‘Haunted’ by Walter Mosley

Haunted by Walter Mosley, 2020

The magic trick:

Writing a familiar story that keeps surprising with new plot directions

This one might seem familiar as you go through it. The plot dabbles in recognizable turns – death, regret, oddball magical realism that connects our protagonist’s soul with the man he died hating.

The thing is – the ensuing turns never fail to throw you. Just when you feel things seem so familiar that they’re verging on cliché, the story goes in a slightly different direction that surprises and confounds.

And that’s quite a trick on Mosley’s part.

The selection:

Even as my body rotted and festered under the unblinking eyes of Clark Heinemann, the thoughts I had at death survived. One thousand unpublished stories, 26,473 rejection letters, and all those editorial twits that never gave me a break. The only thing left of me was a raging emotion at every publisher of every insignificant quarterly—but most of all, Clark Heinemann.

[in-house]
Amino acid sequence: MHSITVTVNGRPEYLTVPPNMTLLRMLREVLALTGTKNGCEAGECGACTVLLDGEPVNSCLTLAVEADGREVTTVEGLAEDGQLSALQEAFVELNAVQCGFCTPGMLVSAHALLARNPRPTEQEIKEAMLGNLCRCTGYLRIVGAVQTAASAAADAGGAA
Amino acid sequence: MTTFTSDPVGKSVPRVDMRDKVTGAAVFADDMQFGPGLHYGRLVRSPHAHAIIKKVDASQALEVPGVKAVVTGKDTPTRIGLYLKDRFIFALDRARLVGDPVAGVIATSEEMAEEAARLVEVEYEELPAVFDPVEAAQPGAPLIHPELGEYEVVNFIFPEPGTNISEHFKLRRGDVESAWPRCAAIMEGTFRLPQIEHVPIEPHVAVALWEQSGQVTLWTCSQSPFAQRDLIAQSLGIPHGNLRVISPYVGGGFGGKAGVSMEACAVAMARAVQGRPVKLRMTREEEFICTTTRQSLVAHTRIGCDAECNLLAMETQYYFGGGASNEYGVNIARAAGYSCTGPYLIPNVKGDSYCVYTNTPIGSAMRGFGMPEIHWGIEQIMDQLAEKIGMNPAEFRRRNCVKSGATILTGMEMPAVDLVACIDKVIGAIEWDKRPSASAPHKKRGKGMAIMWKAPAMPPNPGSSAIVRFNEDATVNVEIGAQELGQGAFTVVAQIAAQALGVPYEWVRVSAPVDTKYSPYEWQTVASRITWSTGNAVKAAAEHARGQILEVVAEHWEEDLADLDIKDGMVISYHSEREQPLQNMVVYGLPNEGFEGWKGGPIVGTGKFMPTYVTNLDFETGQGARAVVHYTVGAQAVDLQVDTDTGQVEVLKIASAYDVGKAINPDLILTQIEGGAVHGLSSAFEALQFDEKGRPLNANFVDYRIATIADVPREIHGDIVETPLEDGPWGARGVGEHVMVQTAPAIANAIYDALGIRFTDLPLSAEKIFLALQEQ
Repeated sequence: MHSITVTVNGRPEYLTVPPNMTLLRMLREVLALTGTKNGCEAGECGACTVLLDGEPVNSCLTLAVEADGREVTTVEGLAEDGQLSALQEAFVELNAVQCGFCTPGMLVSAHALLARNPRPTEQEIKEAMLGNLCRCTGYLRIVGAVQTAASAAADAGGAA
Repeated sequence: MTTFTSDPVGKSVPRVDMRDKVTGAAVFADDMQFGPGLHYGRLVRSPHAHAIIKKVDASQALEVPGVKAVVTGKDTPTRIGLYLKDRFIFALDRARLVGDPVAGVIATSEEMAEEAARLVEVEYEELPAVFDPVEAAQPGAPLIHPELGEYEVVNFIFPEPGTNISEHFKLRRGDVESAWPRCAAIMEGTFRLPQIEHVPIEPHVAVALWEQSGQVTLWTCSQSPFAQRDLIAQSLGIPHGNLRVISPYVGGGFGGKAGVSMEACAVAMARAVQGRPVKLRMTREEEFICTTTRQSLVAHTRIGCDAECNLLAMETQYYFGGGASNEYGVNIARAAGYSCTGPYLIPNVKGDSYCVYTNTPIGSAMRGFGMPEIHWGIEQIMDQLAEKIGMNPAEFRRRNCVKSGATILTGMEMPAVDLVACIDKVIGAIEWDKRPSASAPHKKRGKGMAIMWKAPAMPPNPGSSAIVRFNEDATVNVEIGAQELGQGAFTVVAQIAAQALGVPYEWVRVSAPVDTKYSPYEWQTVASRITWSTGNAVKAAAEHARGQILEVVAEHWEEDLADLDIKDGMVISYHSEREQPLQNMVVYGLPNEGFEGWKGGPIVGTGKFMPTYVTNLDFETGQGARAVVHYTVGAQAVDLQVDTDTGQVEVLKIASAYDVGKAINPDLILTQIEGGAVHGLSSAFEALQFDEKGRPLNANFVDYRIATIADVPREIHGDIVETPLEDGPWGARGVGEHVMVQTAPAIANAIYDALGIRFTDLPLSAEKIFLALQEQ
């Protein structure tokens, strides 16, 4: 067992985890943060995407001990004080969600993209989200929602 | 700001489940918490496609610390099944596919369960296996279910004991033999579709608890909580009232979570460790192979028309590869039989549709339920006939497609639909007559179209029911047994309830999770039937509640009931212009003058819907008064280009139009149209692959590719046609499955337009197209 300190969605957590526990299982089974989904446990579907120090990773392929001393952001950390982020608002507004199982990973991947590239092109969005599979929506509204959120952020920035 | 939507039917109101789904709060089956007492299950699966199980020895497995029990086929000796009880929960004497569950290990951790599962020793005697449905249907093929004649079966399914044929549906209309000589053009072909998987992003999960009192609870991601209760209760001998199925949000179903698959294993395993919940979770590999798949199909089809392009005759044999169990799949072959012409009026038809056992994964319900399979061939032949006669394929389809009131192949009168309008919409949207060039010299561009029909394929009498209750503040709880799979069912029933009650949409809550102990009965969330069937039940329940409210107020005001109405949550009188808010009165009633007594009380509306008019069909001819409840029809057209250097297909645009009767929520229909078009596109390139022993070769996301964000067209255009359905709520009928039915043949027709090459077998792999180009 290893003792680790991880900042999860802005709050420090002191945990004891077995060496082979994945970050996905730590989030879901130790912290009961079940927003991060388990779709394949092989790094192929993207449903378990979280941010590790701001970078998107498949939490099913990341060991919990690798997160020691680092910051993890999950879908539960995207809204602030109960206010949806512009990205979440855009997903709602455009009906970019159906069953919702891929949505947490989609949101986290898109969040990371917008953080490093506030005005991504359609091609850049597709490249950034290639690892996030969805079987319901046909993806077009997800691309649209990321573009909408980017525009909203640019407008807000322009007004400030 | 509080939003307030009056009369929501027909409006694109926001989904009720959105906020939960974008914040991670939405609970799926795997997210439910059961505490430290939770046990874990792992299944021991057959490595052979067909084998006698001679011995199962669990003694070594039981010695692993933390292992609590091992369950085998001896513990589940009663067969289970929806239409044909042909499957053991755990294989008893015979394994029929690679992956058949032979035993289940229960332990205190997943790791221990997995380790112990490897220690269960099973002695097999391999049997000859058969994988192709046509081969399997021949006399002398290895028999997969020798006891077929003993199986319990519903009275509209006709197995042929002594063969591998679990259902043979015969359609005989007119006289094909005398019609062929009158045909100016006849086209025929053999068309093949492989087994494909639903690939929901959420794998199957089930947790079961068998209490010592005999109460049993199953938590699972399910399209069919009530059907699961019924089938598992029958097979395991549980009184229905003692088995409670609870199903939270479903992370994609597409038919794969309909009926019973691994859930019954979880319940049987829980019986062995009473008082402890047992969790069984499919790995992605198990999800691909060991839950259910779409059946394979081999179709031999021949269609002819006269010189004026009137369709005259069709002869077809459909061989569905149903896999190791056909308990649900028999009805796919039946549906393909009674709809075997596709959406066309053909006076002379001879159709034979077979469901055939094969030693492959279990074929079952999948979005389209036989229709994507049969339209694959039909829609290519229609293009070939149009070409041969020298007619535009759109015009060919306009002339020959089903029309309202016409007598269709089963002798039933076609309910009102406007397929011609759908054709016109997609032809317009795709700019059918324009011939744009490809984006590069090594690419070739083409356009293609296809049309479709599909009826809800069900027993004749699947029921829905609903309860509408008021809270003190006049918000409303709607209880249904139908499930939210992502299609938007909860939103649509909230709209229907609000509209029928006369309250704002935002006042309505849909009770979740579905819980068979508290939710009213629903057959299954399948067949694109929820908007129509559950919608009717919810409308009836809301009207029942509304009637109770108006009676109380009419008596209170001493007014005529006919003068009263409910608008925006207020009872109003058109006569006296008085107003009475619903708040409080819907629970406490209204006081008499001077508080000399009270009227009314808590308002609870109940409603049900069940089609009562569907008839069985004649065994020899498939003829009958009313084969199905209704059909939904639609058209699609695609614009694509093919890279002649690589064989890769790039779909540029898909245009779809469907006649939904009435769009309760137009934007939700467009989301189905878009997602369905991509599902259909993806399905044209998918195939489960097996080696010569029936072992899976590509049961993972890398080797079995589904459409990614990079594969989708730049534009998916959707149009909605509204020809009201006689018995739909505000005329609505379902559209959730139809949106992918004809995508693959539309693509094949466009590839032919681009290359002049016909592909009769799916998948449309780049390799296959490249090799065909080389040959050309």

“Paul Henry is dead,” a young woman’s voice said from somewhere in the void.

I was suddenly back in proximity to the living; aware, seeing the world from a set of eyes that were a bit stronger than mine had been.

“Who?” The man’s voice seemed to reverberate.

“That guy who has sent us a story every six weeks for the past twenty years.”

“You mean Mr. Again and Again?”

“That’s him.”


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